Borderline Resectable Pancreatic Cancer (BRPC)
Pancreatic ductal adenocarcinoma (PDAC) is the third most common cause of cancer-related mortality in the United States with 41,780 projected deaths in 2016, and is expected to rise to the second leading cause by 2030. This malignancy is characteristically highly aggressive and treatment-resistant, with nearly 80% of PDAC patients presenting with either metastatic or inoperable disease at the time of diagnosis. The minority of patients with localized, non-metastatic disease who are potential surgical candidates may be divided into two categories:
- Those who have clearly resectable disease at initial diagnosis
- Those with borderline resectable pancreatic cancer (BRPC)
BRPC represents an increasingly recognized, distinct clinical entity characterized by primary tumor involving surrounding vasculature with a high risk for margin-positive resection if resected de novo — that is, surgically removed in newly diagnosed patients.
Neoadjuvant therapy (treatment before surgery) is often considered for patients with both resectable and borderline resectable disease. While the most common treatment paradigm for patients with clearly resectable tumors entails immediate surgery followed by adjuvant therapy (treatment post-surgery), neoadjuvant strategies in this context may be helpful to eradicate any micrometastatic disease and to identify suitable candidates most likely to benefit from surgery.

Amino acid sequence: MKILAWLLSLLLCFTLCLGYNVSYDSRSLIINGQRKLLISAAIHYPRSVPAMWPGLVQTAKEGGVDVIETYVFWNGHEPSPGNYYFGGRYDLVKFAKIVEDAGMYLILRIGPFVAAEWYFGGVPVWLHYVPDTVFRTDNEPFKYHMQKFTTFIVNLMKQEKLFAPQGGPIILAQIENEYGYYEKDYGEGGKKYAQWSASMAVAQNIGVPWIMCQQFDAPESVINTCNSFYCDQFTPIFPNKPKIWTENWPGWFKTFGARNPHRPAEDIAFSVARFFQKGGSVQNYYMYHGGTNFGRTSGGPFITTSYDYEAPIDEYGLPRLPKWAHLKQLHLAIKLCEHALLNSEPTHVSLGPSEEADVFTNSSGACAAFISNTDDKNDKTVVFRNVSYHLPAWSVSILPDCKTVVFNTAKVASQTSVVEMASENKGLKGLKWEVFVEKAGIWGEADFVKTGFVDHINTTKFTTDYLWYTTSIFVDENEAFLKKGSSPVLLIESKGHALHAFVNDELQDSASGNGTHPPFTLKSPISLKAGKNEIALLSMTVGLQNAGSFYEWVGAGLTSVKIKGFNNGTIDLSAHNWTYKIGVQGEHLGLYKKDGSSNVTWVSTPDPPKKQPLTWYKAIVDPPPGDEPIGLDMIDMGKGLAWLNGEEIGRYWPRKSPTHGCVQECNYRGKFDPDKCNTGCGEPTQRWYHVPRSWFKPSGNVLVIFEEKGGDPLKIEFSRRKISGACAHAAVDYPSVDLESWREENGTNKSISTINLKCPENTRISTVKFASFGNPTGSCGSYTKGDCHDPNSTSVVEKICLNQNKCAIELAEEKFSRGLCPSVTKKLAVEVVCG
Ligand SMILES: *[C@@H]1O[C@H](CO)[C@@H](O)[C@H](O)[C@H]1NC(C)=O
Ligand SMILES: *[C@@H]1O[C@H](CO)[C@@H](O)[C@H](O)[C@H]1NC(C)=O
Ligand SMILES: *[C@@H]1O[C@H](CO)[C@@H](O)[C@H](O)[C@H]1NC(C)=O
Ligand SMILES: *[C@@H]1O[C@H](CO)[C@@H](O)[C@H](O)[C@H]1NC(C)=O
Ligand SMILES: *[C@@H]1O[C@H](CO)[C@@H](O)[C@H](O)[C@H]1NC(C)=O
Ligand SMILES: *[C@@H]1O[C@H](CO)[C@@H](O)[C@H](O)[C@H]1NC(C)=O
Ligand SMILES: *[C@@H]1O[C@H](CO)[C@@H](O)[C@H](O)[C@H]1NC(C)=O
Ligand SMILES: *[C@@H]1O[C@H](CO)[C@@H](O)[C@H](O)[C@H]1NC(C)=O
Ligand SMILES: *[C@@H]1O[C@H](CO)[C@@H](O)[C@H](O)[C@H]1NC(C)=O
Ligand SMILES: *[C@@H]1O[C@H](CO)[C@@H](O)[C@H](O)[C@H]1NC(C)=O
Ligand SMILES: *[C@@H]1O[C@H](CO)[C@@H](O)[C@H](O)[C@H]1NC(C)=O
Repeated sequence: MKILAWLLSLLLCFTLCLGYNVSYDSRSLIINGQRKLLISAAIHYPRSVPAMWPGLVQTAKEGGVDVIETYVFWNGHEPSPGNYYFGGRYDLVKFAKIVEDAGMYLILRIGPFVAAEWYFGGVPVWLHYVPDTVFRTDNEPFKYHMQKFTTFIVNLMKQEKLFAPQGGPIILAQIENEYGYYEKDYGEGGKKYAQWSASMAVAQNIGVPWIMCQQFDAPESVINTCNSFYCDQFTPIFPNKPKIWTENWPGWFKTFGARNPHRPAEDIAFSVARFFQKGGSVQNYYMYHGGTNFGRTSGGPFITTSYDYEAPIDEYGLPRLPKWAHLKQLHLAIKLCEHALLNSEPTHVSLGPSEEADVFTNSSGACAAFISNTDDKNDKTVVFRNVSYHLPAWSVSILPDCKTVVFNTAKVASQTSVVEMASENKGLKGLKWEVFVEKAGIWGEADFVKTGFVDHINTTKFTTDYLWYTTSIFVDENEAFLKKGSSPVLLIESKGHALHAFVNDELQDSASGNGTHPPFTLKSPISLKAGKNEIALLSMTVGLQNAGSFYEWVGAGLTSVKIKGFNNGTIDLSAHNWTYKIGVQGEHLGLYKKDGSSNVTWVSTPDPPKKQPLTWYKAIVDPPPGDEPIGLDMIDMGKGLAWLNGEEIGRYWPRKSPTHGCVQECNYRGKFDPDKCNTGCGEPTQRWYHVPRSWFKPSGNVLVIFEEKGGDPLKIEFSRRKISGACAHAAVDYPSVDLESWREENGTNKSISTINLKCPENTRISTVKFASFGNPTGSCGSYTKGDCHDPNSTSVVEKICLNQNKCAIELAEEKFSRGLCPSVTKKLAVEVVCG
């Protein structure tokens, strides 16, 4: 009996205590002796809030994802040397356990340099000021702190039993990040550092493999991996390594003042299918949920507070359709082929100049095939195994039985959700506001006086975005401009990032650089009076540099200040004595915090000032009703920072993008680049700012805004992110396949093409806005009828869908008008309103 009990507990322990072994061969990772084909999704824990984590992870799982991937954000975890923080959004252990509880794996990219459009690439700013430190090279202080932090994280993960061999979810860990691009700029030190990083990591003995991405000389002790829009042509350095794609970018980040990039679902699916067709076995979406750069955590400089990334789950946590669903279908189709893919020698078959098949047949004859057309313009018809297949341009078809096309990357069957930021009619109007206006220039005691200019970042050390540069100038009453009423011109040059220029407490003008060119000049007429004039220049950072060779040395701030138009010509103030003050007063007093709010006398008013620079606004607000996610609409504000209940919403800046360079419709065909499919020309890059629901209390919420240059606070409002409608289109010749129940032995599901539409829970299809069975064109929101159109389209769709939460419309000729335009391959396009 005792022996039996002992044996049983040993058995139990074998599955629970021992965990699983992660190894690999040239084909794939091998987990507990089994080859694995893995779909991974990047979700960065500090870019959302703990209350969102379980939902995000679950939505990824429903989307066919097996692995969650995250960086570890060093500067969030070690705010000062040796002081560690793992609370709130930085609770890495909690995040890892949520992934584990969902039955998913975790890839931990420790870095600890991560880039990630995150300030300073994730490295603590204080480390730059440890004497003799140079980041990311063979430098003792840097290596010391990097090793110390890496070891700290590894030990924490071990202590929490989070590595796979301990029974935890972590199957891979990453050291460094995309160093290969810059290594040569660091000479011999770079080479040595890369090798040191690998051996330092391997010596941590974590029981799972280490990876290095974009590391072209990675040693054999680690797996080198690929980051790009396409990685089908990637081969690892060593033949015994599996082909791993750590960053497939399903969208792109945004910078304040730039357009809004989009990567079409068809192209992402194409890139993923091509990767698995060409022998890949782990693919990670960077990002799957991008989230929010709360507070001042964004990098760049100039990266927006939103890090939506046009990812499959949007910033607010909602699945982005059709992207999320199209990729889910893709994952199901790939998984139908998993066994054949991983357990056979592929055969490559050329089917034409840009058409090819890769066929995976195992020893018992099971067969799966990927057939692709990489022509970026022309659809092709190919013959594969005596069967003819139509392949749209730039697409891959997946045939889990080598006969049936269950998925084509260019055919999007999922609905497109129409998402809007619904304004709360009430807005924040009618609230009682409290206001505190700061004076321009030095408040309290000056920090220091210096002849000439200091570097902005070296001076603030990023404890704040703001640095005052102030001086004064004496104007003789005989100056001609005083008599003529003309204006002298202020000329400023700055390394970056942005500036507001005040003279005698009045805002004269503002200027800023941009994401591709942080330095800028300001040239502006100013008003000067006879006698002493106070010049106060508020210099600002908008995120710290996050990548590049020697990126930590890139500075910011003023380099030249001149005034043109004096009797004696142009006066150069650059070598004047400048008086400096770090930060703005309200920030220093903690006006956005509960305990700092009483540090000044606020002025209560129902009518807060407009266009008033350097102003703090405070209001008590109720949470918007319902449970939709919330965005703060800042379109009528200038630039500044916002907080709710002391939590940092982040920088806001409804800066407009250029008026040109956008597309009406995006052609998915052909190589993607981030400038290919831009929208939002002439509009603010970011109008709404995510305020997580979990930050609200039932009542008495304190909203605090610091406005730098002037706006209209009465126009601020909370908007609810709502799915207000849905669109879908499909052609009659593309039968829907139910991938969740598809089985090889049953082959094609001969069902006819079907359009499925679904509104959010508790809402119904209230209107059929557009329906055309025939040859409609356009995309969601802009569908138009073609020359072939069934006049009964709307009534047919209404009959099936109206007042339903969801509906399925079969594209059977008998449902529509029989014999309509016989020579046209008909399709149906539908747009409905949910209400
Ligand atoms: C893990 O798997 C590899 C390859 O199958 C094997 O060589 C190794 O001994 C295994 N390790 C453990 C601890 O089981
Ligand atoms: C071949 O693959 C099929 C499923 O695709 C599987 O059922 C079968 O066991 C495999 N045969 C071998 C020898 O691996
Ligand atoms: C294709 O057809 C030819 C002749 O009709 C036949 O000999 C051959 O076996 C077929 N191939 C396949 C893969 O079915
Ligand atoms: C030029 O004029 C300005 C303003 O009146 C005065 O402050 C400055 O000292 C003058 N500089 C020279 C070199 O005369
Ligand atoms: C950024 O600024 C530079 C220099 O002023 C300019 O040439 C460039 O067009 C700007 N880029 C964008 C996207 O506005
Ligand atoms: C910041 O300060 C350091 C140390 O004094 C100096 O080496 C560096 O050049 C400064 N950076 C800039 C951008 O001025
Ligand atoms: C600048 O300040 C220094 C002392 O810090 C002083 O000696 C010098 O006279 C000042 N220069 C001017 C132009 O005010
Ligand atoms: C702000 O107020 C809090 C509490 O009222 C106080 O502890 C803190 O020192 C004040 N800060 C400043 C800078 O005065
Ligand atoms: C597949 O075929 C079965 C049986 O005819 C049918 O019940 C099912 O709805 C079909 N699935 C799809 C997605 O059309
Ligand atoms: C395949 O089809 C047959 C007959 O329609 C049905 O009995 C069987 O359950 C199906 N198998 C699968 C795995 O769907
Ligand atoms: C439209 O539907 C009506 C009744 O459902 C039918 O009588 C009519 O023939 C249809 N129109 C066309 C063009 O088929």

Select studies have explored this paradigm in patients with up-front resectable disease, with promising results. Meanwhile, administration of neoadjuvant therapy for patients with BRPC is also recommended to improve the likelihood of margin-negative (R0) resection, a significant prognostic indicator for long-term survival or cure.
The following is syndicated content from the National Cancer Institute (NCI)